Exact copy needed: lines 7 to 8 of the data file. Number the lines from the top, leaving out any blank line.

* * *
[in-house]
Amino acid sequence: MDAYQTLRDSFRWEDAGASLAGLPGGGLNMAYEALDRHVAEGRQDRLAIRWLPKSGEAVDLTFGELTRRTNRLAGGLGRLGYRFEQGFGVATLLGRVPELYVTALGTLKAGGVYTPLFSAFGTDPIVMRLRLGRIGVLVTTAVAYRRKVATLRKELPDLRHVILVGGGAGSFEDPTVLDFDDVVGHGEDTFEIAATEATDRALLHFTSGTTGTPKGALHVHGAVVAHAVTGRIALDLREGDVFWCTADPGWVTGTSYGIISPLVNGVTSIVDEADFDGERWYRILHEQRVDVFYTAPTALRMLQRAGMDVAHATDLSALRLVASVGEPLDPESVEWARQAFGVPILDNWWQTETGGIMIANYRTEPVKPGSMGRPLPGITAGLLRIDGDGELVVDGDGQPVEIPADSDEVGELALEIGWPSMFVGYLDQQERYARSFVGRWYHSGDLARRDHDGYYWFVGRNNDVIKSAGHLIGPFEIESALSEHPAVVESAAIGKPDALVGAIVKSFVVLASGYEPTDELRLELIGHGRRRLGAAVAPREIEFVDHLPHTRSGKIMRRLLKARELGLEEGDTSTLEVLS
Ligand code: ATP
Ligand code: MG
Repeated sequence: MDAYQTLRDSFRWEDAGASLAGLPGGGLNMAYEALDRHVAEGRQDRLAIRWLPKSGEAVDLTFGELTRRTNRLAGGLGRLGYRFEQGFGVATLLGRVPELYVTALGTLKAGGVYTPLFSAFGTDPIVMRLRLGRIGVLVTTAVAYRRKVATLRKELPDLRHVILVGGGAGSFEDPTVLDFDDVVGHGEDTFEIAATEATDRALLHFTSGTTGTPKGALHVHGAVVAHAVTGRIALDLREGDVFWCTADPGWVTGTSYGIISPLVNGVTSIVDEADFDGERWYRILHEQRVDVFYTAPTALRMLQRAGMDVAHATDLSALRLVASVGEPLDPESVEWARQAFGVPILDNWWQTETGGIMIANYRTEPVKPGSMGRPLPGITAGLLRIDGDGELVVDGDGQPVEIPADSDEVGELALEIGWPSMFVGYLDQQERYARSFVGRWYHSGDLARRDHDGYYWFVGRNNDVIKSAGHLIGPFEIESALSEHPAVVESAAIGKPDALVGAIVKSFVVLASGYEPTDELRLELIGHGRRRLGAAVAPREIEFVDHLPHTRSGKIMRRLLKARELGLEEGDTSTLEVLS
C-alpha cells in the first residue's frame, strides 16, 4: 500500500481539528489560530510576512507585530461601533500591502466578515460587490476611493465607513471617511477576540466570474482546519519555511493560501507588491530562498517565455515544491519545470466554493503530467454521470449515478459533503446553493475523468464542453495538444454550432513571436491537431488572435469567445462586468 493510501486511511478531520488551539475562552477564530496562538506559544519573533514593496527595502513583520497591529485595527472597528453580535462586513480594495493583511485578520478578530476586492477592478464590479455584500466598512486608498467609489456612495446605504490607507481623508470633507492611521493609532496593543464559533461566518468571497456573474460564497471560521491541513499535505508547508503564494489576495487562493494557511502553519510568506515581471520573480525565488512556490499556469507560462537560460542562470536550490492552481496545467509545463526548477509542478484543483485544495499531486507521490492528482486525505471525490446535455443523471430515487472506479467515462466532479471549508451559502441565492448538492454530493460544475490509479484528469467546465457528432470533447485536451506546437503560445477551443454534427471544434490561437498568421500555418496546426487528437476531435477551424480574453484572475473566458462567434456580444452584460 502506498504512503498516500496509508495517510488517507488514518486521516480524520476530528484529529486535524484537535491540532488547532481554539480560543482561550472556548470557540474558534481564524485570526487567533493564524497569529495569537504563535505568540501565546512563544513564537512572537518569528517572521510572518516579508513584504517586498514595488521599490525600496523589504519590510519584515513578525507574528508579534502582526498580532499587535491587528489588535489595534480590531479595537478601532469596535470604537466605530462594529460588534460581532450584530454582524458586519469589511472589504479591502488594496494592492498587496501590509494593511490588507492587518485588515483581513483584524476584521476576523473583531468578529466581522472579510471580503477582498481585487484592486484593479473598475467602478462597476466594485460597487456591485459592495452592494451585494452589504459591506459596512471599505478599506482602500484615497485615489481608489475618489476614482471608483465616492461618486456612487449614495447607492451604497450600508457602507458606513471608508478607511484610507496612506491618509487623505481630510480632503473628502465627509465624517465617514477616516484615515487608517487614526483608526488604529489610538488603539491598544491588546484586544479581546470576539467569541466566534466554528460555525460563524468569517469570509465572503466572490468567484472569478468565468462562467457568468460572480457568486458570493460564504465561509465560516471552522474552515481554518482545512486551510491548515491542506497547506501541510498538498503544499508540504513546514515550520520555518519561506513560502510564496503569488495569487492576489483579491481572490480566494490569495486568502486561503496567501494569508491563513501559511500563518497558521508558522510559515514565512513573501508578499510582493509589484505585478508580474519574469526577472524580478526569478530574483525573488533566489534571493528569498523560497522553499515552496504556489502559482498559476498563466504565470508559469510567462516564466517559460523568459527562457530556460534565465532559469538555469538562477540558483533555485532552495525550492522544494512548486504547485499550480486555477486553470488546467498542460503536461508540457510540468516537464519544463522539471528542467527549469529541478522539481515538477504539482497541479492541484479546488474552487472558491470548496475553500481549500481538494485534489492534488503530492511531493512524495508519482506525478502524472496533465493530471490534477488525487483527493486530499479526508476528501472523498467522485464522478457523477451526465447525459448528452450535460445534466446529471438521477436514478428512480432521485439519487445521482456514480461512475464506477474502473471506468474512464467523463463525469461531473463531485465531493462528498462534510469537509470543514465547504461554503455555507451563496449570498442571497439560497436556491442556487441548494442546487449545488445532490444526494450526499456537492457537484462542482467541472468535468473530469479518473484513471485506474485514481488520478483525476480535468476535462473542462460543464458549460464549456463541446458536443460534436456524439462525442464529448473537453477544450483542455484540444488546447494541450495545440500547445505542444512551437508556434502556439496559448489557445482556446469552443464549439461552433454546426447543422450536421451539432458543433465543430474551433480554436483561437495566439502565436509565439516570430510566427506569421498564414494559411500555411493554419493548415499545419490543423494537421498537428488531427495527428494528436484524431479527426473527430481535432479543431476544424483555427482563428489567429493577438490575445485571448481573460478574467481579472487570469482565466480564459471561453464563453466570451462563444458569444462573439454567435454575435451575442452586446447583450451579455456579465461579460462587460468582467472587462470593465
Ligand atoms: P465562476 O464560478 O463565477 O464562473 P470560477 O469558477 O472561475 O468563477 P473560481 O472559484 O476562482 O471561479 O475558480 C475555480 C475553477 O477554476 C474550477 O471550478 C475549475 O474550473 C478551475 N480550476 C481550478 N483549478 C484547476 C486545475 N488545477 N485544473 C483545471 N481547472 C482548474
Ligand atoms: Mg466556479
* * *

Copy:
Ligand atoms: P465562476 O464560478 O463565477 O464562473 P470560477 O469558477 O472561475 O468563477 P473560481 O472559484 O476562482 O471561479 O475558480 C475555480 C475553477 O477554476 C474550477 O471550478 C475549475 O474550473 C478551475 N480550476 C481550478 N483549478 C484547476 C486545475 N488545477 N485544473 C483545471 N481547472 C482548474
Ligand atoms: Mg466556479